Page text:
Act 4 underlines the main differences between Hamlet and his foils; the foils inspire Hamlet to take his own course of action and avenge his father’s death. In the play, it is very easy for the audience to notice the contrasting mentalities between Hamlet and his foils. Throughout the play, the audience witnesses Hamlet shy away from seeking revenge on his father’s murderer, and instead talks himself out of proceeding with his deed. Laertes is completely different in regards to taking revenge. He hears the news of his father’s death and immediately returns from France to avenge the murder of his father.
One such character is Prince Fortinbras from Hamlet. Fortinbras plays a crucial role in Hamlet because his presence provides the reader with a parallel to Hamlet and a constitutional opposite to Hamlet–thus highlighting Hamlet as the central character in the play. Both Hamlet and Fortinbras are shaped by the actions of their fathers and the actions of their uncles. The characters have been shaped not so much by their fathers’ actions, but by their fates. One man killed the other in single combat, while the other was murdered.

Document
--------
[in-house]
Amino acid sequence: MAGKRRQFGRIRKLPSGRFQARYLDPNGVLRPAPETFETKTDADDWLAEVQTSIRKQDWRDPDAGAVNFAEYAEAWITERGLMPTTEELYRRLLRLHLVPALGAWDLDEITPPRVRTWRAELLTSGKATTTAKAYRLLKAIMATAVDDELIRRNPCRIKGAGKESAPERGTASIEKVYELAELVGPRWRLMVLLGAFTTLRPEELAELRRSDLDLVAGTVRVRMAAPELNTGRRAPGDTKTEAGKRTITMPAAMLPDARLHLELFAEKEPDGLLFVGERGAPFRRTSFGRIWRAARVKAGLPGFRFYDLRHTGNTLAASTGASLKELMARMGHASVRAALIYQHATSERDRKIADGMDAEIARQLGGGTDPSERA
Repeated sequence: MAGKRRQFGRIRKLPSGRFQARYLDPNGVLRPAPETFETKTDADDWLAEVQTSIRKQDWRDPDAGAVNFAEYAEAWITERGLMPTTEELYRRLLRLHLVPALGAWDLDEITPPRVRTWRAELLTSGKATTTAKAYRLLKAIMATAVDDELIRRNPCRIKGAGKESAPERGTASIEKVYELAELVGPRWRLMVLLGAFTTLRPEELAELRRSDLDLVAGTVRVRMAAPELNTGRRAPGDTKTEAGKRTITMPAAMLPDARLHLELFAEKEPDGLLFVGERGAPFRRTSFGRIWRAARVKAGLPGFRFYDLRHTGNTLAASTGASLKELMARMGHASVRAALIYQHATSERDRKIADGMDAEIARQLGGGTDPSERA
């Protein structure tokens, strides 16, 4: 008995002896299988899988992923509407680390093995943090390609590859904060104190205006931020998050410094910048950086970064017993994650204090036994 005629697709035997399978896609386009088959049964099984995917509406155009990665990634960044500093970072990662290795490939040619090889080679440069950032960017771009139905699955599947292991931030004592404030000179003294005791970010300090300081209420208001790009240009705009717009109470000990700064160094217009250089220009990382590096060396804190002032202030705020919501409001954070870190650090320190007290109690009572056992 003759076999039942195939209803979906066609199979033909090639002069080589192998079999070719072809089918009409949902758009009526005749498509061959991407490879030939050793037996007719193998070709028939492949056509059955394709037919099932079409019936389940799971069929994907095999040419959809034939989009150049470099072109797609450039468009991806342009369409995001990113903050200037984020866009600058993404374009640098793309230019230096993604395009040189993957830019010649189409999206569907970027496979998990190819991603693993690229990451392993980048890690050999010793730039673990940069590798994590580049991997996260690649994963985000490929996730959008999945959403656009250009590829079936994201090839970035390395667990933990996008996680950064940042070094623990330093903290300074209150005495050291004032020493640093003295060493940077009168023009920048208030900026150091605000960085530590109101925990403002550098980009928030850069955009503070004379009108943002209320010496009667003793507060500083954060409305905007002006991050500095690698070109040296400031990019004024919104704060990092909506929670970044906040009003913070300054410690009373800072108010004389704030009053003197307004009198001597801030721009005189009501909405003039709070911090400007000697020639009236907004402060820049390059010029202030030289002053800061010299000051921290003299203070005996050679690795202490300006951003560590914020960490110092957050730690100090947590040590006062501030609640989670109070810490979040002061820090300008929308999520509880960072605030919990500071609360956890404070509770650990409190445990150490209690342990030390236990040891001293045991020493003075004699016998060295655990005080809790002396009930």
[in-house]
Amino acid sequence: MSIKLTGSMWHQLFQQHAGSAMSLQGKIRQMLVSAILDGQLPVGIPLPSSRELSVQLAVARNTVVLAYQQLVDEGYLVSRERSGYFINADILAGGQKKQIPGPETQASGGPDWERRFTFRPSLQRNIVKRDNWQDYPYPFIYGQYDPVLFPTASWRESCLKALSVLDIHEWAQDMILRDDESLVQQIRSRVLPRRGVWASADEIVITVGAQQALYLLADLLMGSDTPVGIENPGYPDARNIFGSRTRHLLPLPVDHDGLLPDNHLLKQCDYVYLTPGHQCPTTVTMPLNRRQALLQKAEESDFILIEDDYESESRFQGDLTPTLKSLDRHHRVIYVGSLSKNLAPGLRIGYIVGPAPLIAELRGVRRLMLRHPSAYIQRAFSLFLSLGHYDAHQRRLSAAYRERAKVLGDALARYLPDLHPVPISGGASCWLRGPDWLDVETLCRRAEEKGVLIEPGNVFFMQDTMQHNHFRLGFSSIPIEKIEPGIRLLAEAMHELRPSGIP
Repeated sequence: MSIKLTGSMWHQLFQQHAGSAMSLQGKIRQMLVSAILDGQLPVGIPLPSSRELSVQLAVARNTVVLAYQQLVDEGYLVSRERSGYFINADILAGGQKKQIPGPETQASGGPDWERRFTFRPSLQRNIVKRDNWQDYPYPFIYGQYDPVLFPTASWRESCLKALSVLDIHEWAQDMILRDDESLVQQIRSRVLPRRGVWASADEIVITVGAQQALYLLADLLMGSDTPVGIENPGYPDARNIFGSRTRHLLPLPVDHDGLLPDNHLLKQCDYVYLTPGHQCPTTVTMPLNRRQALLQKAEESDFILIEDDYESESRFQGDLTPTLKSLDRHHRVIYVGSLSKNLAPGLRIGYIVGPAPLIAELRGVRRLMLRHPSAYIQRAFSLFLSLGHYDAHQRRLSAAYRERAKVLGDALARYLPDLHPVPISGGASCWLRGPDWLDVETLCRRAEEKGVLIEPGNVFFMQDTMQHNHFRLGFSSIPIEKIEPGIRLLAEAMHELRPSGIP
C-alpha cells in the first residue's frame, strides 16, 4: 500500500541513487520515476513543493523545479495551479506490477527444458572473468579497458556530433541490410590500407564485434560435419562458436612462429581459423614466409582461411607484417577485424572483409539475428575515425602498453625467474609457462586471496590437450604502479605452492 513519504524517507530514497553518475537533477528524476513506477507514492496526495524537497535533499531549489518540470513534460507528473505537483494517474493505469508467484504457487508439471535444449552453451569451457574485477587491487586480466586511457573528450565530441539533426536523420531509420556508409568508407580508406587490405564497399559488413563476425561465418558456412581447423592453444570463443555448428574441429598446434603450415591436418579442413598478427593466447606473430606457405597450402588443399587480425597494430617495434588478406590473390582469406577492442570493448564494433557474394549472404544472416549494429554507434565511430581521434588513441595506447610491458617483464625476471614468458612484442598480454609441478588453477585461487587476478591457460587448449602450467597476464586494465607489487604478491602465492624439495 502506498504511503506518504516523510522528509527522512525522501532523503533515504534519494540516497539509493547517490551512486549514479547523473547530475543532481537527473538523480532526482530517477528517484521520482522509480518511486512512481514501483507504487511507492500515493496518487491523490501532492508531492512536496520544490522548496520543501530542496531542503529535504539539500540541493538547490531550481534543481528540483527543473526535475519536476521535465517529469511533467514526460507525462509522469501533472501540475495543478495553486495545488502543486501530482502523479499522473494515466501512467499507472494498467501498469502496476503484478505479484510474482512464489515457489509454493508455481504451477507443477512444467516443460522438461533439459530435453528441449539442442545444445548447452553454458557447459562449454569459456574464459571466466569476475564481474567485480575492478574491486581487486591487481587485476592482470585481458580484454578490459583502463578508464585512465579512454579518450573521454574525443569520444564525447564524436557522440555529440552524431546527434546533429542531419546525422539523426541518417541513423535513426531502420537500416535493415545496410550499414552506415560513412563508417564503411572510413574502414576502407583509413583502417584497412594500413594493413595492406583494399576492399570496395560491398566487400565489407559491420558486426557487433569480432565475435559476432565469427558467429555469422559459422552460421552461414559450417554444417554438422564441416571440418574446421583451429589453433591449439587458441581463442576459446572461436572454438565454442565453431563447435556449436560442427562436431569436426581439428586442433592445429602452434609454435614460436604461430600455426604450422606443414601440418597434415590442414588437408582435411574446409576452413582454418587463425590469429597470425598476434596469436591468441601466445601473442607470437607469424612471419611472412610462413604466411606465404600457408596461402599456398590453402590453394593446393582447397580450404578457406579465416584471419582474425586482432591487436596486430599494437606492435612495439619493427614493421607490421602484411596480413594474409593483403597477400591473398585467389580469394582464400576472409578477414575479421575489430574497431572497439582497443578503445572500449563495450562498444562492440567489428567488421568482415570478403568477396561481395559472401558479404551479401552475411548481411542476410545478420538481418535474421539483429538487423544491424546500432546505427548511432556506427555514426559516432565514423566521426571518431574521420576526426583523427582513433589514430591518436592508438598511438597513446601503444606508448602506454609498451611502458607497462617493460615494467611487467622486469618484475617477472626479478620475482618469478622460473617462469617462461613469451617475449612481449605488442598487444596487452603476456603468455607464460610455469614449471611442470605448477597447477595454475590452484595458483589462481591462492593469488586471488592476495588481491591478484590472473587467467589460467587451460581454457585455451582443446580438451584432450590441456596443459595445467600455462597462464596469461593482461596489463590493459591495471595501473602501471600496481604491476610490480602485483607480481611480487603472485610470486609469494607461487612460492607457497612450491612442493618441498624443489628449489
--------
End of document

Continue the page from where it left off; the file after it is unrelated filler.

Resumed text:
As the audience watches this part, they have fears that Hamlet will take the poison which Claudius has prepared (Bright Summaries, 2015). According to Claudius, if he does not die with the sword by Laertes, he will die with poison. This is the last stage in Campbell’s Hero’s journey and it involves the hero going home with his reward. In Hamlet’s case, going home can mean death. He dies but not before he is at total peace and with a sense of satisfaction that he has avenged the death of his father and he has taken the crown from Claudius and given it to Prince Fortinbras according to his wish because he is going to die.